this is personal…
I come from a long history of family military service, including myself for a brief stint (see below). For fear I forget, today, yesterday, tomorrow and on Anzac Day, I remember and honor all that served. Lest we forget. For fear none of us forget.
ANZAC (Australian and New Zealand Army Corps) Day is recognized globally by Australian & New Zealand citizens on the anniversary of the landing of troops from Australia and New Zealand on the Gallipoli Peninsula, Turkey, in World War I on April 25, 1915. The bravery of all military personnel on both sides, who participated in the 260 days of the Gallipoli campaign, and the lives of those who died in all military actions, before and after, are remembered.
In the early months of 1915, World War I was raging in most of Europe, including the Ottoman empire in the geographical area that is now Turkey. Russian troops were fighting on many fronts, particularly against troops from Germany and the Ottoman and Austro-Hungarian empires. At dawn on April 25, 1915, forces from France, Great Britain, and the British Empire, including Australia and New Zealand, landed at a number of places on the Gallipoli peninsula with an aim to open up new fronts for the Allied forces and a trade route to Russia.
In the ensuing battles, many lives were lost on both sides and the Allied forces did not succeed. The last ANZAC forces withdrew from the Gallipoli peninsula by December 20, 1915. The retreat was just about the only successful operation with very few casualties. In spite of their losses, the ANZAC servicemen and many Australians and New Zealanders saw this battle as the start of the ANZAC spirit. This is an Australasian ideal based on the “mateship” and cheerful suffering the forces showed during this campaign.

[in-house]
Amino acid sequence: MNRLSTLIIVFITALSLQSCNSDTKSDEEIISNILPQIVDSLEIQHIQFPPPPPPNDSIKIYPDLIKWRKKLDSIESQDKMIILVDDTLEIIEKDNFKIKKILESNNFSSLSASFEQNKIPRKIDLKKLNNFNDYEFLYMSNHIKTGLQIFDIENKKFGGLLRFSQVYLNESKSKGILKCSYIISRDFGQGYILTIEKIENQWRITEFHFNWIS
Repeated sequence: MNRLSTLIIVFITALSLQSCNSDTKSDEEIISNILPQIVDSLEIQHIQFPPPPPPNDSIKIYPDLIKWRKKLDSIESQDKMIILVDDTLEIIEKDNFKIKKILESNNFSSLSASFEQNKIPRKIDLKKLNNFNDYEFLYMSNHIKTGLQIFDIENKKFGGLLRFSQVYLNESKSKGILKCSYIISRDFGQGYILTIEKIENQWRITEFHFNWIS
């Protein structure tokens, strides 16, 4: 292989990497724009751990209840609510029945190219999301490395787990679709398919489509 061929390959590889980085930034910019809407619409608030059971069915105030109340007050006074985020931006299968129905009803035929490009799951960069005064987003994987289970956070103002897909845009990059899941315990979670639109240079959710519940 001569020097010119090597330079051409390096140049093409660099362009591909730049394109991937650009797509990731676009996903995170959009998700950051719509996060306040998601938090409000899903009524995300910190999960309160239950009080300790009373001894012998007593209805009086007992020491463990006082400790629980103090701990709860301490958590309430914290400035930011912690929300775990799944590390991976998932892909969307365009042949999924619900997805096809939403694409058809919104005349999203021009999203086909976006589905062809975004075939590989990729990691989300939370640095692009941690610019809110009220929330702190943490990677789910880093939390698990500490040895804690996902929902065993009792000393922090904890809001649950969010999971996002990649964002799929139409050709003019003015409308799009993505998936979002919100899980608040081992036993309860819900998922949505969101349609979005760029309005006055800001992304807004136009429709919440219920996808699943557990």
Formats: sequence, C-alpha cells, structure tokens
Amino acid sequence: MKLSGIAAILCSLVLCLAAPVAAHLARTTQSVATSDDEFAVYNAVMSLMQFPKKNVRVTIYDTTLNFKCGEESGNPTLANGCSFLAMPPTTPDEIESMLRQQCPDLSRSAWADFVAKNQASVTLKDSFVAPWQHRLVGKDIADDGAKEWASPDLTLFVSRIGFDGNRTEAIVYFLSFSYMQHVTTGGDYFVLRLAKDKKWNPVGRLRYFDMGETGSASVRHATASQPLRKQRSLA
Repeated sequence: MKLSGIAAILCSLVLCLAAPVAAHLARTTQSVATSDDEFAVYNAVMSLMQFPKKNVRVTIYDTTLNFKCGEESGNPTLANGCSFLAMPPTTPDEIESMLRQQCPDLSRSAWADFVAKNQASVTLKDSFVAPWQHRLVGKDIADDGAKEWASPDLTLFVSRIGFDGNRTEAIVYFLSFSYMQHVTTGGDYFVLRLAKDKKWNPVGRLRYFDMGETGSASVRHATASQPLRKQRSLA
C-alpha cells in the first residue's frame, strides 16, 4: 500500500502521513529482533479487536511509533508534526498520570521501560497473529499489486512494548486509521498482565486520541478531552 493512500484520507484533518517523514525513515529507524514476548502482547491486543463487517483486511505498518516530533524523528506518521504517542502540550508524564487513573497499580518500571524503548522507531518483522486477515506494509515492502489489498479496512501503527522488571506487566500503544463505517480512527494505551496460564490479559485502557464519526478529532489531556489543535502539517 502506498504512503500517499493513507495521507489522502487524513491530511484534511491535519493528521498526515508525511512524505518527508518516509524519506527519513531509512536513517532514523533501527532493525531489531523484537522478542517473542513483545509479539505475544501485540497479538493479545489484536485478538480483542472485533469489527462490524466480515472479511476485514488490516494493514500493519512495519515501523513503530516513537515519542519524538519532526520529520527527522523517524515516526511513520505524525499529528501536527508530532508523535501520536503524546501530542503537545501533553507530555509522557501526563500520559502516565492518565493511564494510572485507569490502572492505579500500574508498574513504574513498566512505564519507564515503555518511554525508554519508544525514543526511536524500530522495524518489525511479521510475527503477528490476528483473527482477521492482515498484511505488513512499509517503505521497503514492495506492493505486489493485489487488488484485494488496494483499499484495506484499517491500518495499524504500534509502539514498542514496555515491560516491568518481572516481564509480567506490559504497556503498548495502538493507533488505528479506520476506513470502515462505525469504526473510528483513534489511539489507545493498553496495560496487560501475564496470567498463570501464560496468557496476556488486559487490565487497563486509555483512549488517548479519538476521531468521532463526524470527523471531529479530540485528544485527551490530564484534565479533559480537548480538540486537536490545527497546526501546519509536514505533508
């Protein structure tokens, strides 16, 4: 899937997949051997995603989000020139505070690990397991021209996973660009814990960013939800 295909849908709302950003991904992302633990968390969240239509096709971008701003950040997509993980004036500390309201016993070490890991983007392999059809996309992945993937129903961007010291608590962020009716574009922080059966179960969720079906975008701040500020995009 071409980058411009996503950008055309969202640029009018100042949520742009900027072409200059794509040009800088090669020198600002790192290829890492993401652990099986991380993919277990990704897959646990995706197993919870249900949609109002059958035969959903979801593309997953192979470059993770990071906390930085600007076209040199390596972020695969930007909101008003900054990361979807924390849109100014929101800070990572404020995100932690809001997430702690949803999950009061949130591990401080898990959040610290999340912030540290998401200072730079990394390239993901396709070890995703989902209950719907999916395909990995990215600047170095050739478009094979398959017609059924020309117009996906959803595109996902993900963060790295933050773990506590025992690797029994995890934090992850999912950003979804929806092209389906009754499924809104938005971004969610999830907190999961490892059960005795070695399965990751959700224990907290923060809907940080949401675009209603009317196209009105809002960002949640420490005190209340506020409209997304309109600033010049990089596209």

Ceremonies, parades, the wearing of red poppies, reunions of current & past military personnel, memorial services and other activities are held on ANZAC Day with a heightened sense of nationalism to solemnly remember the lives of those who participated or died in military action, particularly on the Gallipoli peninsula in World War I. Dawn prayer or church services are a particularly important aspect of ANZAC Day. These represent the comradeship that the soldiers experienced as they woke each morning to prepare for another day of military action. After the services, ‘gunfire breakfast‘ (coffee with rum in it) is often served.
The fourth stanza or verse of a well-known poem, known as The Ode, is read aloud at many ceremonies. The poem is called “For The Fallen” and was written by Laurence Binyon in 1914. It commemorates those who died and can never grow old.
For the Fallen
BY LAURENCE BINYON
With proud thanksgiving, a mother for her children,
England mourns for her dead across the sea.
Flesh of her flesh they were, spirit of her spirit,
Fallen in the cause of the free.
Solemn the drums thrill; Death august and royal
Sings sorrow up into immortal spheres,
There is music in the midst of desolation
And a glory that shines upon our tears.
They went with songs to the battle, they were young,
Straight of limb, true of eye, steady and aglow.
They were staunch to the end against odds uncounted;
They fell with their faces to the foe.
They shall grow not old, as we that are left grow old:
Age shall not weary them, nor the years condemn.
At the going down of the sun and in the morning
We will remember them.
They mingle not with their laughing comrades again;
They sit no more at familiar tables of home;
They have no lot in our labour of the day-time;
They sleep beyond England’s foam.
But where our desires are and our hopes profound,
Felt as a well-spring that is hidden from sight,
To the innermost heart of their own land they are known
As the stars are known to the Night;
As the stars that shall be bright when we are dust,
Moving in marches upon the heavenly plain;
As the stars that are starry in the time of our darkness,
To the end, to the end, they remain.